Saturday, 16 June 2007

Cui Hao

The yellow crane has long since gone away,
All that here remains is yellow crane tower.
The yellow crane once gone does not return,
White clouds drift slowly for a thousand years.
The river is clear in Hanyang by the trees,
And fragrant grass grows thick on parrot isle.
In this dusk, I don't know where my homeland lies,
The river's mist-covered waters bring me sorrow

Lanterns mark the way up Snake Hill to the tower...

...passing by The Deferral Pavilion where the poet Li Bai is said to have had the urge to climb the hill to write but on reading the work of Cui Hao he found there, laid down his brush and said:
"I dare not write anything more facing this beautiful view, for Cui Hao has written the best poem for you."
After that Cui Hao became famous for his poetry and the pavilion was built by his descendants in honour of Li Bai's modesty.

Li Bai's work has been translated and can be found online like this one in two translations.

Moon over Mountain Pass

All the birds have flown up and gone;
A lonely cloud floats leisurely by.
We never tire of looking at each other -
Only the mountain and I.


The birds have vanished down the sky.
Now the last cloud drains away.
We sit together, the mountain and me,
until only the mountain remains.

Tr. Sam Hamill

Rose of the Moon Tower

In ancient days learned men from all over China would come here to the Anyuan Tower to recite and write poetry. Did they climb the same steps we did on our way up, did they climb the steps millions and millions of people before us climbed?

Thursday, 14 June 2007

The goose pond

I swear I saw this dragon performing in Montreal's Jardin Botanique when I was in Canada last year.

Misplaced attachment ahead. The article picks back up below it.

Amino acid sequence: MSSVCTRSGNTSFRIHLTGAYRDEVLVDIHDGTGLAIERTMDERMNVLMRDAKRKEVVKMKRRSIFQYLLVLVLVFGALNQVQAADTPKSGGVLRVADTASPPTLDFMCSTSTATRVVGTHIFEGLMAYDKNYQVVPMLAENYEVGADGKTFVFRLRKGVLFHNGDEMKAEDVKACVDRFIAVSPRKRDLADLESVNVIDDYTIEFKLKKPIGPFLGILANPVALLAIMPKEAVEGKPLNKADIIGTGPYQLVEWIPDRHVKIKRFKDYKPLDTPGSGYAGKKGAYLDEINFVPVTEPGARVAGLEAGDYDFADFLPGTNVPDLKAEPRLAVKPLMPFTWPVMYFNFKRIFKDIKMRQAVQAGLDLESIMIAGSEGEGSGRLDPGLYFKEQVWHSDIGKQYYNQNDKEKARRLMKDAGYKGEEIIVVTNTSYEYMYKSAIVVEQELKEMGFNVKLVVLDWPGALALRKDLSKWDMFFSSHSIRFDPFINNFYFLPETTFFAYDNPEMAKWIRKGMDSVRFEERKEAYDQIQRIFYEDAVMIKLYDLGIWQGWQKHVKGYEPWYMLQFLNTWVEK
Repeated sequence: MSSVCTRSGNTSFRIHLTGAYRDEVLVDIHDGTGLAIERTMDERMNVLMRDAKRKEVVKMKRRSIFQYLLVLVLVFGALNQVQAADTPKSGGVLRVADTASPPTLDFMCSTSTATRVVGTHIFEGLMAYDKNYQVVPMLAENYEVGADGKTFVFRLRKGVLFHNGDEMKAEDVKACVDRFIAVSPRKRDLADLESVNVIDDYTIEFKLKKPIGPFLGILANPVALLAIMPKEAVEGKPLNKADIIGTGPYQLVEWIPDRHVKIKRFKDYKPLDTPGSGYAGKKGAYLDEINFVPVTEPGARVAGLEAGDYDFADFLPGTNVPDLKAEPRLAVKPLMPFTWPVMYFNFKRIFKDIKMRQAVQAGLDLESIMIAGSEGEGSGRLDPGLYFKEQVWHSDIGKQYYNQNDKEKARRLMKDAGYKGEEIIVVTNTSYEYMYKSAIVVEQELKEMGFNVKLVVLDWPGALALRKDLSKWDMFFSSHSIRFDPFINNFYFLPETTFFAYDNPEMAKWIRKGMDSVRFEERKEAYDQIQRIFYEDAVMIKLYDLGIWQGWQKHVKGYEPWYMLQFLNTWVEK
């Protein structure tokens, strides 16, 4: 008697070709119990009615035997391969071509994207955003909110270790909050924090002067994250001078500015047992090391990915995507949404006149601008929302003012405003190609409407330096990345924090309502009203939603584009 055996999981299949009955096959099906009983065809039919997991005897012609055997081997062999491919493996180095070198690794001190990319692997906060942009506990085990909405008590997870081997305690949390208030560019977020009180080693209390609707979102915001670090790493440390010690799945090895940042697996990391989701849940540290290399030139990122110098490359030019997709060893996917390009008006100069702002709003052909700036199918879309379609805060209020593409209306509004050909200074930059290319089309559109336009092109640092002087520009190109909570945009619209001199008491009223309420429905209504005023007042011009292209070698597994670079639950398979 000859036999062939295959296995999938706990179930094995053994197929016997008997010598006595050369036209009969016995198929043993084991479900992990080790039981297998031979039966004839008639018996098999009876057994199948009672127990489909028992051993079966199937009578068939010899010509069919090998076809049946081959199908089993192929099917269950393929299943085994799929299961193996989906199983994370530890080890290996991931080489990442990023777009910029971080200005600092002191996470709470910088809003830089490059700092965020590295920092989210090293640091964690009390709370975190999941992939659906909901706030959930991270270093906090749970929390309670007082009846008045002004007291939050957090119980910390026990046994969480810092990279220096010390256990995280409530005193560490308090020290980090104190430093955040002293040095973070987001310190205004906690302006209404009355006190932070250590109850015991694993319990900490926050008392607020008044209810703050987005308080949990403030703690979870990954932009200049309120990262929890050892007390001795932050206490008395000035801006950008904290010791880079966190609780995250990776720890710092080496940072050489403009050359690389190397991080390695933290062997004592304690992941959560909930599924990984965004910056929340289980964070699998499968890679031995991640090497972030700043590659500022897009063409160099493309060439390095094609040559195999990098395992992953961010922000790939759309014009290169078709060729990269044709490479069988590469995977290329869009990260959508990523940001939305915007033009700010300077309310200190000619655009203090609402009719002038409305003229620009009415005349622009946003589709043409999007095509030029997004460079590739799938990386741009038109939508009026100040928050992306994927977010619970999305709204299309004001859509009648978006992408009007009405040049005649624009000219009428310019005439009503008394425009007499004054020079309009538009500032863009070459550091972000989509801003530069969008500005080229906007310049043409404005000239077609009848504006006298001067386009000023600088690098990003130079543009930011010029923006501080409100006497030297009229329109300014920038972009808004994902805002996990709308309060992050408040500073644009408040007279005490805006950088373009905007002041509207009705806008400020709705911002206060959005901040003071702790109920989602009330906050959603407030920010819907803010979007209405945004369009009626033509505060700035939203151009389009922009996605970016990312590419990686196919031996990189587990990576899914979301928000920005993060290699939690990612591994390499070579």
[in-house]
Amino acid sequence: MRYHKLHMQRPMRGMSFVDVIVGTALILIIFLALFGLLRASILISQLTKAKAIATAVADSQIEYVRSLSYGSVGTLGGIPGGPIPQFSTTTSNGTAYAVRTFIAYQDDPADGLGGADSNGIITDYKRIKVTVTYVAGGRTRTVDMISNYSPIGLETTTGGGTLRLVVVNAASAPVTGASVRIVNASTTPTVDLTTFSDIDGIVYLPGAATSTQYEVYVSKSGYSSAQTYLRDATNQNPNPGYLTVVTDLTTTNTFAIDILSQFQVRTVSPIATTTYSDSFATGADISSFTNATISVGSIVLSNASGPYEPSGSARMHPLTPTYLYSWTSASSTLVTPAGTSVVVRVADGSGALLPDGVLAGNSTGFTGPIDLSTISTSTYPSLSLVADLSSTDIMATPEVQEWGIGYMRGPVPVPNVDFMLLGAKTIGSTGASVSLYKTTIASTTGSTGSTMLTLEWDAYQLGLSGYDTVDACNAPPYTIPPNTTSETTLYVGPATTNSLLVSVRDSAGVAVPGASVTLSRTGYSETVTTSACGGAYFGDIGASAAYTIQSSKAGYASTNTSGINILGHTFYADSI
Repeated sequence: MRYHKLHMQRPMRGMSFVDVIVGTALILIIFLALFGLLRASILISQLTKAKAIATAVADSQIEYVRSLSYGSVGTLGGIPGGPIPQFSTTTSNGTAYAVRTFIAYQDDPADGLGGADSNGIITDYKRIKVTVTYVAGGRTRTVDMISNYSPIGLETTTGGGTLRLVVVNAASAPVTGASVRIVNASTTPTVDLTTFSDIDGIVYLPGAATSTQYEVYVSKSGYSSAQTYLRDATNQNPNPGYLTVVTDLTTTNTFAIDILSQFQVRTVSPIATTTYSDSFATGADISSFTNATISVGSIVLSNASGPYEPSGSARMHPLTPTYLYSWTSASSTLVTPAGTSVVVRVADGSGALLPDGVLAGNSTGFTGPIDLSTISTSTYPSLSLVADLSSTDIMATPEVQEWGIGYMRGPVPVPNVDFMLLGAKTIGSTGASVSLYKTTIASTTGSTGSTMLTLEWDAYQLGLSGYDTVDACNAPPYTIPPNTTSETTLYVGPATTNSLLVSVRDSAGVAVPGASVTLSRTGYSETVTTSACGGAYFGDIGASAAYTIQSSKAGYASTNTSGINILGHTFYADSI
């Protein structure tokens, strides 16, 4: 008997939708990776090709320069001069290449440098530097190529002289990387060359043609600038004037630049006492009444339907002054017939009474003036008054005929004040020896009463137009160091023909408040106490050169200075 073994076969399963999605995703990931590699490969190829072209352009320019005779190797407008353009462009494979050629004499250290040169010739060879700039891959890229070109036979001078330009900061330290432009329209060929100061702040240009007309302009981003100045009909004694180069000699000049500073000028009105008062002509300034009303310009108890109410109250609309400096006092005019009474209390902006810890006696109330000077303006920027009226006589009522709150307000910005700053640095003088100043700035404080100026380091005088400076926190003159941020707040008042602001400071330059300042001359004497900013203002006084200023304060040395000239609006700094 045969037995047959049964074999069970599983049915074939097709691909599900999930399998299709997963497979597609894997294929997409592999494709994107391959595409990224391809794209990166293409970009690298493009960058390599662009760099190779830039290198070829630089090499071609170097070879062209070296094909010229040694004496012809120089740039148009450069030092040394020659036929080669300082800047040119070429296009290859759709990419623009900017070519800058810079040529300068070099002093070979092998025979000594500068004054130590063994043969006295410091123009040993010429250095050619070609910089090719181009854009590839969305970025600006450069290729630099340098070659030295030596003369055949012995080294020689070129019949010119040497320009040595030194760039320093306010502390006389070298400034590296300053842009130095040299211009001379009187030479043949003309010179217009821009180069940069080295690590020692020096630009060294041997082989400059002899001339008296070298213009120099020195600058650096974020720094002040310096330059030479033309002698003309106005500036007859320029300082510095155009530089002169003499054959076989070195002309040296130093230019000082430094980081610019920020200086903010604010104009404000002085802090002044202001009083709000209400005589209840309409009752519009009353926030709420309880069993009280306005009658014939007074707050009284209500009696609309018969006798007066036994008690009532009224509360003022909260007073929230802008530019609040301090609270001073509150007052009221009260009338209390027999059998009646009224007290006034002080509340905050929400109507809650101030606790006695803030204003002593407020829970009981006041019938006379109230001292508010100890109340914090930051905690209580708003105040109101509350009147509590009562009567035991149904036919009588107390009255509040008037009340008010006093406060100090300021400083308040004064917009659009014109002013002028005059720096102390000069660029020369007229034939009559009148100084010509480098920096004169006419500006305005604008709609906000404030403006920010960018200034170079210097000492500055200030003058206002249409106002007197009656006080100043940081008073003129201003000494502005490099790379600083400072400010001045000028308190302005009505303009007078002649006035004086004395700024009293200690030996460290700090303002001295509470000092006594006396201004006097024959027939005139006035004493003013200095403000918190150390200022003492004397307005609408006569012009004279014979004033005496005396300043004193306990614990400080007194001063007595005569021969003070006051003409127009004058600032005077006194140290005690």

Yellow Crane Tower

Much of the grounds of Snake Hill upon which the Yellow Crane Tower is built is covered with red lanterns that lead the way to the sights and the pavilions, like here at the entrance.

Looking up at the White Cloud Pavilion.

Bright yellow tassles move in the breeze

Next stop....Yellow Crane Tower

Lingering at the temple

These are the last shots I took as we made our way out of the temple grounds.

Wednesday, 13 June 2007

Luo Han Tang

Hall of Arhats.
This is is the building I came to see when I first read up on Wuhan and saw it marked on the map they gave us at the hotel. And I was quite excited to actually be there. It is quite overwhelming to see the arhats behind their glass display cases. Not one of them is the same, they each have their own individual characteristic poses, faces, expressions and appearance. I could have stopped at each one and taken pics but there are 500 and that's just too many, even for me.

Built in 1850, father and son Wang took 9years to make them. They are all about the same height and weigh the exact same (25 kgs).

Some of these photo's are a bit fuzzy due to light reflecting of the gold leaf and glass windows of the displays and my manky photo skills, I hope nobody minds.

The old and the new

The size of the temple grounds is already a respectable one at more than 10 km2 and more buildings are being added to make it even bigger.

Shuangmian Guanshiyin Pusa

The double-facing Avalokiteśvara stands at nearly 19 meters tall on a 3 meter high foundation facing east and west, symbolic of the sun and moon shining forever and holding a kundika praying for China's development in the 21st century. To me the one of the most revealing moments I had in Wuhan. As a symbol it says all I feel about being in China, this modern China that is facing both east and west, looking back into the past and facing the future.